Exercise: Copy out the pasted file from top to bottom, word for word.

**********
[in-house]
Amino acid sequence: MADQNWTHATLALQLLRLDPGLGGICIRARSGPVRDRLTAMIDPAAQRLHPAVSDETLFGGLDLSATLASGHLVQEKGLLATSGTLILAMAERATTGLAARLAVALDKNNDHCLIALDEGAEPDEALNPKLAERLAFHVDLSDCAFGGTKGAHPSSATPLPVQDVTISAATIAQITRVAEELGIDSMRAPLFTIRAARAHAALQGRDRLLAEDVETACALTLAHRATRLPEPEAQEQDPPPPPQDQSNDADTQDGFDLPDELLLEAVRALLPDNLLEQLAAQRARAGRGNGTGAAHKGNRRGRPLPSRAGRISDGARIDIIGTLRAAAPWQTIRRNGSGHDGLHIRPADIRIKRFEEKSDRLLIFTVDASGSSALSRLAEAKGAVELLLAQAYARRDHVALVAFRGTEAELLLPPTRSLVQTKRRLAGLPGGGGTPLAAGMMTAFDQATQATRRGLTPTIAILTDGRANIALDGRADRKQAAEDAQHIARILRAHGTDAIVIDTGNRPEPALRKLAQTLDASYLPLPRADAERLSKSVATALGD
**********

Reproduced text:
[in-house]
Amino acid sequence: MADQNWTHATLALQLLRLDPGLGGICIRARSGPVRDRLTAMIDPAAQRLHPAVSDETLFGGLDLSATLASGHLVQEKGLLATSGTLILAMAERATTGLAARLAVALDKNNDHCLIALDEGAEPDEALNPKLAERLAFHVDLSDCAFGGTKGAHPSSATPLPVQDVTISAATIAQITRVAEELGIDSMRAPLFTIRAARAHAALQGRDRLLAEDVETACALTLAHRATRLPEPEAQEQDPPPPPQDQSNDADTQDGFDLPDELLLEAVRALLPDNLLEQLAAQRARAGRGNGTGAAHKGNRRGRPLPSRAGRISDGARIDIIGTLRAAAPWQTIRRNGSGHDGLHIRPADIRIKRFEEKSDRLLIFTVDASGSSALSRLAEAKGAVELLLAQAYARRDHVALVAFRGTEAELLLPPTRSLVQTKRRLAGLPGGGGTPLAAGMMTAFDQATQATRRGLTPTIAILTDGRANIALDGRADRKQAAEDAQHIARILRAHGTDAIVIDTGNRPEPALRKLAQTLDASYLPLPRADAERLSKSVATALGD